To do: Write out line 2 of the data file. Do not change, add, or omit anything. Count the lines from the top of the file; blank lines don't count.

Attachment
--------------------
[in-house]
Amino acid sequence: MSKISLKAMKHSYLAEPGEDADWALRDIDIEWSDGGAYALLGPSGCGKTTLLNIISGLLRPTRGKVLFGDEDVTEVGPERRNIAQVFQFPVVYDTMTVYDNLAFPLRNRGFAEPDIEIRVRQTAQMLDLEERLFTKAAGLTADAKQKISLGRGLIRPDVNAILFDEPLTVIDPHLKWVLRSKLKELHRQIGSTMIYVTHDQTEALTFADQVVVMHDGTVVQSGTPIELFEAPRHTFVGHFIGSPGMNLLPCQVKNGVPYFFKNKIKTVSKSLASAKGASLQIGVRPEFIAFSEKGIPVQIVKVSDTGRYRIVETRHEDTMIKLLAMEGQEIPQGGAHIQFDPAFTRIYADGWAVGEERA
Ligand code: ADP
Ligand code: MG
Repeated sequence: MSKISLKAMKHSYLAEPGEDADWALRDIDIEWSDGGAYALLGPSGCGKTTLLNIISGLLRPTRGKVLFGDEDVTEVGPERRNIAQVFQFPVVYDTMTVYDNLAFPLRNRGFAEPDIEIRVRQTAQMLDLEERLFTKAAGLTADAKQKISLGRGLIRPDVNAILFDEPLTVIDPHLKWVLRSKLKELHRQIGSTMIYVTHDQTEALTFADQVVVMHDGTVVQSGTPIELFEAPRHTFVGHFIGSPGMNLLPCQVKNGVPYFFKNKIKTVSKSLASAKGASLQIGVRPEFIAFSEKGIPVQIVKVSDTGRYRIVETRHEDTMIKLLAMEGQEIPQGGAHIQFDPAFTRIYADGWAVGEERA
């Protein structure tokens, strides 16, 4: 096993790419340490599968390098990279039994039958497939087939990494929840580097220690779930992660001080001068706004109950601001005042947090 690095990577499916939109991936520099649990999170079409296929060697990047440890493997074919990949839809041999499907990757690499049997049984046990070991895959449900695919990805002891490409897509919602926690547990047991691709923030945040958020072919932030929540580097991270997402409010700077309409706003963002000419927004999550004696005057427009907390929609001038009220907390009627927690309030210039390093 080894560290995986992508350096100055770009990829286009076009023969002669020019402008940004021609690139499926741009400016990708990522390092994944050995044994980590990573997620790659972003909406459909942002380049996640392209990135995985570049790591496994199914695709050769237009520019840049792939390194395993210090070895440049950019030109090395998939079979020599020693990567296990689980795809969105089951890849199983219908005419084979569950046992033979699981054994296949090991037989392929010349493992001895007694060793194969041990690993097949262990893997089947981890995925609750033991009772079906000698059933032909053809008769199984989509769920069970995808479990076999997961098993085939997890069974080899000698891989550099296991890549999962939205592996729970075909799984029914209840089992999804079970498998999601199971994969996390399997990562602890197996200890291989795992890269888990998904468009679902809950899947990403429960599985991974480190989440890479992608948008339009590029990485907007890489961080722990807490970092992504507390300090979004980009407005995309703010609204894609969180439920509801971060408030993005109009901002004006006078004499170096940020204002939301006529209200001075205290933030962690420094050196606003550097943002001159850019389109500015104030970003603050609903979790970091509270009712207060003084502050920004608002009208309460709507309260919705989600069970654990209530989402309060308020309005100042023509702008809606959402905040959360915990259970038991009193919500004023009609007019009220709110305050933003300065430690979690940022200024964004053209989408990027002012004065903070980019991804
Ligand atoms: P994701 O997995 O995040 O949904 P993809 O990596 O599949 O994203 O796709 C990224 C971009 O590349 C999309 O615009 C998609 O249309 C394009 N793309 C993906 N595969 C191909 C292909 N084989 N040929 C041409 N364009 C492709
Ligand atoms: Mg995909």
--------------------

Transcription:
Amino acid sequence: MSKISLKAMKHSYLAEPGEDADWALRDIDIEWSDGGAYALLGPSGCGKTTLLNIISGLLRPTRGKVLFGDEDVTEVGPERRNIAQVFQFPVVYDTMTVYDNLAFPLRNRGFAEPDIEIRVRQTAQMLDLEERLFTKAAGLTADAKQKISLGRGLIRPDVNAILFDEPLTVIDPHLKWVLRSKLKELHRQIGSTMIYVTHDQTEALTFADQVVVMHDGTVVQSGTPIELFEAPRHTFVGHFIGSPGMNLLPCQVKNGVPYFFKNKIKTVSKSLASAKGASLQIGVRPEFIAFSEKGIPVQIVKVSDTGRYRIVETRHEDTMIKLLAMEGQEIPQGGAHIQFDPAFTRIYADGWAVGEERA